Pat Macha, a noted public speaker lecturing on aviation safety and accident site investigation, was the guest speaker at the September 10th Grampaw Pettibone Squadron virtual meeting. He shared his experience investigating and documenting the various general aviation and military aircraft accidents and crash sites in Orange County.
Pat began by noting that there are 75 accident sites on open space land in Orange County. The county spreads over 791 square miles with a population of nearly 3,000,000. The above map displays the list of known sites that Pat identified. The green pins mark sites that Pat has visited and researched. Red pins are military, and the Orange pins are civilian. Pins in blue are offshore.
The history of aviation in Orange County included as many as 16 commercial, civilian and military airports. Today there are only three left in operation: Santa Ana/Orange County Airport, Los Alamitos Joint Forces Base and Fullerton. The last general-aviation airport to close was Meadowlark in Huntington Beach in the late 80s.
In his presentation, Pat mentioned military training bases beginning with Santa Ana Army Airfield, which was a P-38 training base and air defense.
The P-38s were responsible for the west coast air defense of the United States, from North Island in San Diego up through Ventura. One week prior to the ANA meeting, Pat was contacted by relatives of a family that had been the victims of a P-38 plane crash in 1943. On June 27, 1943 a pilot took off from Santa Ana on a routine training mission when the plane’s engine caught fire. The pilot, Eugene Fair bailed out over the land and aimed his aircraft out to sea. The airplane with the torque of the one operating engine made a turn, came back towards the coast and crashed. Forty people were injured and four children were killed. Many of the victims suffered burns and shrapnel injuries. The pilot felt terrible about the mishap. Pat displayed a photo of a plaque that honored the Borrego and Silva families, both of whom lost children.
Pat described a series of crash sites both off shore and on land. For example, a P-38, identified by its oil cooler, in the water; an F6F-5N, identified by the 20mm cannon found near the crash site on land. The -5N is a night fighter and it can be identified by the fact that it is the only model of F6F-5 aircraft with both a 20mm cannon and 50 caliber machine guns. Another accident site was of an F4U-1/FG-1 built by Goodyear, and Pat explained that the full story on this particular aircraft is still not known. No exact date or details of the accident, other then it was a fatal crash. On some sites, even unexploded bombs are found.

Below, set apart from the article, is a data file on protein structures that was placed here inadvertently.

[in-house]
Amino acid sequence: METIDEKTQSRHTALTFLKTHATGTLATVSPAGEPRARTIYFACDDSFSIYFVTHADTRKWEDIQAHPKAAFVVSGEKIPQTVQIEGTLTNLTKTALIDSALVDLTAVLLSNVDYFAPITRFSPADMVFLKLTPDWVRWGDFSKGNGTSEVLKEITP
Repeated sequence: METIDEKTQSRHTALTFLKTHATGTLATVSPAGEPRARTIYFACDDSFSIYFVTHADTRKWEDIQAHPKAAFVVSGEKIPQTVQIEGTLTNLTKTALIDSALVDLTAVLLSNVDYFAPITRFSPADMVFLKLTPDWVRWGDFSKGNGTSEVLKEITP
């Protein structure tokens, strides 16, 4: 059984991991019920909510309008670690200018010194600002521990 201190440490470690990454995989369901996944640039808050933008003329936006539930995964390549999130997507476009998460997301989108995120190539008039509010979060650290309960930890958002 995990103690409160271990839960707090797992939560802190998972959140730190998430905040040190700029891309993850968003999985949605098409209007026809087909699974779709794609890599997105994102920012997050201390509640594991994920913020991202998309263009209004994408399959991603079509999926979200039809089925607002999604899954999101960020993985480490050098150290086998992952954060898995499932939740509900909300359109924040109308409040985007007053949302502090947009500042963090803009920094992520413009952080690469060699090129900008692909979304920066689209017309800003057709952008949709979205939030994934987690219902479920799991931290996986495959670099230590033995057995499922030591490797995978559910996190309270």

Pat displayed a photograph of a Stinson 0Y-1 aircraft. Two of these crashed in the Santa Ana mountains; in addition, a photograph shows the remains of an L-5, where the fabric is all gone, but the framework and the Lycoming engine can still be identified.
A UC-64, Noorduyn Norseman was involved in a fatal accident that occurred in bad weather on the Santa Ana Mountains. Most of the aircraft is still available at the crash site. A photo of the fuel tank from the aircraft was displayed.
A family contacted Pat, indicating that their loved one, flying an F4U-4 had been involved in a mid-air collision out of El Toro some years before. The family member survived, but the pilot of the second aircraft did not. The family asked Pat to locate the crash site. The wife and daughter of Major Adolph Sadeski, the pilot who survived, asked Pat to take them to the crash site. Although authorities often claim that accident sites are cleaned up, Pat was able to locate the site and still find remains of the aircraft involved.
One of the mystery sites in the Santa Ana Mountains is the crash site of a Fairchild PT-19. While the aircraft can be identified, Pat did not know if the site was a military crash site or a civilian war surplus aircraft. All of the searches regarding accidents or missing aircraft related to the PT-19, have been unsuccessful in identifying this particular aircraft.
In his search, Pat met Gus Thomas, who was a Marine ace with 18 ½ kills to his credit. In 1947, he was involved in an accident with an F7F Tigercat. Based at El Toro, he traveled down to North Island. He picked up a 2-seat, photo recon version of the plane and returned with a passenger. On their return back to El Toro they encountered clouds and weather. While descending to land they crashed near Los Pinetos Peak, 50 feet below the peak, just as he was trying to line up to get back to El Toro. According to Pat, the F7F is a rare bird; only a few were operational with the Navy, though most were flown by the Marines during the Korean War. Near the F7F crash site are the remains of a Piper Aztec, flown by a famous pilot from the past, Frank Tallman. He was flying to Orange County when he encountered lowering ceiling and rain. While trying to avoid the clouds at cruising altitude he struck the side of a peak and died in the crash.
During the period when Los Alamitos was a Naval Air Reserve Base, two SNJs were involved in a crash. While flying in formation from the base, they were following the 91 freeway east-bound. As they approached the Santa Ana mountains, they entered the clouds. Because they were a little south of the freeway, they hit a ridge and both pilots were killed.
Pat was told of a crash site south of Highway 74 in south county. The aircraft involved, was a Douglas F3D Sky knight. It was later known as the F-10 Skyknight. Both the Navy and Marines flew the plane and the Marines used it in Vietnam as the EF-10. The crash site was revealed after fire burned the brush in the area. Arriving on the site, Pat identified the aircraft type by the remains and the data plates located at the site, indicating it was built in 1951. The site suggested the plane was flying just below the ridge line in bad weather when it collided with terrain. The plane was operating out of El Toro and had a crew of two on-board when it crashed. The site also contained the remains of a crew member parachute, confirming the site where a crew member died.
One of the first crash sites Pat investigated was a C-47 in the Santa Ana Mountains. As a student at Long Beach State University, Pat spoke with a classmate, who described the loss of his father in an aircraft accident locally. Pat knew of the crash site, but until that conversation with his classmate, he had not yet visited the location. The plane with a three-man crew, was flying in low clouds and fog and just a little south of course. It was heading west towards Long Beach when it crashed in Hagador Canyon. Photos indicate salvage operations removed a portion of the tail. Pat noted that the Navy have regulations to prevent unauthorized removal of the aircraft, however, neither the Air Force nor Army had any regulations to prevent such removal.